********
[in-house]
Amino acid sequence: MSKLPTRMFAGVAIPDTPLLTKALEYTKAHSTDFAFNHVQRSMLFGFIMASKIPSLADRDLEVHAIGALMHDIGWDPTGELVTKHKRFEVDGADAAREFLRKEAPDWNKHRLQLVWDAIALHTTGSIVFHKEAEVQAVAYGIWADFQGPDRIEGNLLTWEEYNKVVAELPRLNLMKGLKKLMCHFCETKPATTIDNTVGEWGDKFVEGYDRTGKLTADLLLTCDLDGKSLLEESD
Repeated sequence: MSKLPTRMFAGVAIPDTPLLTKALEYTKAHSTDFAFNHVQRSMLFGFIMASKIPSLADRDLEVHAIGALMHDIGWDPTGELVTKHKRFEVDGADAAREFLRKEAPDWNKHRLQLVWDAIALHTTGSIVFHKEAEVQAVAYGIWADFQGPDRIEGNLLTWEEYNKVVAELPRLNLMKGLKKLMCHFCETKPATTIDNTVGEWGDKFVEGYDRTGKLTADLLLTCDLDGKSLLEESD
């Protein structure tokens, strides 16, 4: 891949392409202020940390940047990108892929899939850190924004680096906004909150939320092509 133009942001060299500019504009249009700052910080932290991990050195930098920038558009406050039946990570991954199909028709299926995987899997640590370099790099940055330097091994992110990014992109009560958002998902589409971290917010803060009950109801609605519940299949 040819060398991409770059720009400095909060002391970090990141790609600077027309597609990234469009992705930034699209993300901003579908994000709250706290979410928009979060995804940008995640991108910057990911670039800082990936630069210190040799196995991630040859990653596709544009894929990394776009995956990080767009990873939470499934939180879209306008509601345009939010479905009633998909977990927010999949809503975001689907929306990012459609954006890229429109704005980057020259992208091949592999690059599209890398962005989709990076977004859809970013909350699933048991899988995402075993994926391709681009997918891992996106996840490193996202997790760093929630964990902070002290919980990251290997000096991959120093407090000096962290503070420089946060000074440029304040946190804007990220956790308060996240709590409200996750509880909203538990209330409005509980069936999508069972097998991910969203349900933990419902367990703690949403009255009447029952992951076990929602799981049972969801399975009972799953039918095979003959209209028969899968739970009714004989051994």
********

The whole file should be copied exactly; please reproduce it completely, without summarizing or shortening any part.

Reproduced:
[in-house]
Amino acid sequence: MSKLPTRMFAGVAIPDTPLLTKALEYTKAHSTDFAFNHVQRSMLFGFIMASKIPSLADRDLEVHAIGALMHDIGWDPTGELVTKHKRFEVDGADAAREFLRKEAPDWNKHRLQLVWDAIALHTTGSIVFHKEAEVQAVAYGIWADFQGPDRIEGNLLTWEEYNKVVAELPRLNLMKGLKKLMCHFCETKPATTIDNTVGEWGDKFVEGYDRTGKLTADLLLTCDLDGKSLLEESD
Repeated sequence: MSKLPTRMFAGVAIPDTPLLTKALEYTKAHSTDFAFNHVQRSMLFGFIMASKIPSLADRDLEVHAIGALMHDIGWDPTGELVTKHKRFEVDGADAAREFLRKEAPDWNKHRLQLVWDAIALHTTGSIVFHKEAEVQAVAYGIWADFQGPDRIEGNLLTWEEYNKVVAELPRLNLMKGLKKLMCHFCETKPATTIDNTVGEWGDKFVEGYDRTGKLTADLLLTCDLDGKSLLEESD
């Protein structure tokens, strides 16, 4: 891949392409202020940390940047990108892929899939850190924004680096906004909150939320092509 133009942001060299500019504009249009700052910080932290991990050195930098920038558009406050039946990570991954199909028709299926995987899997640590370099790099940055330097091994992110990014992109009560958002998902589409971290917010803060009950109801609605519940299949 040819060398991409770059720009400095909060002391970090990141790609600077027309597609990234469009992705930034699209993300901003579908994000709250706290979410928009979060995804940008995640991108910057990911670039800082990936630069210190040799196995991630040859990653596709544009894929990394776009995956990080767009990873939470499934939180879209306008509601345009939010479905009633998909977990927010999949809503975001689907929306990012459609954006890229429109704005980057020259992208091949592999690059599209890398962005989709990076977004859809970013909350699933048991899988995402075993994926391709681009997918891992996106996840490193996202997790760093929630964990902070002290919980990251290997000096991959120093407090000096962290503070420089946060000074440029304040946190804007990220956790308060996240709590409200996750509880909203538990209330409005509980069936999508069972097998991910969203349900933990419902367990703690949403009255009447029952992951076990929602799981049972969801399975009972799953039918095979003959209209028969899968739970009714004989051994």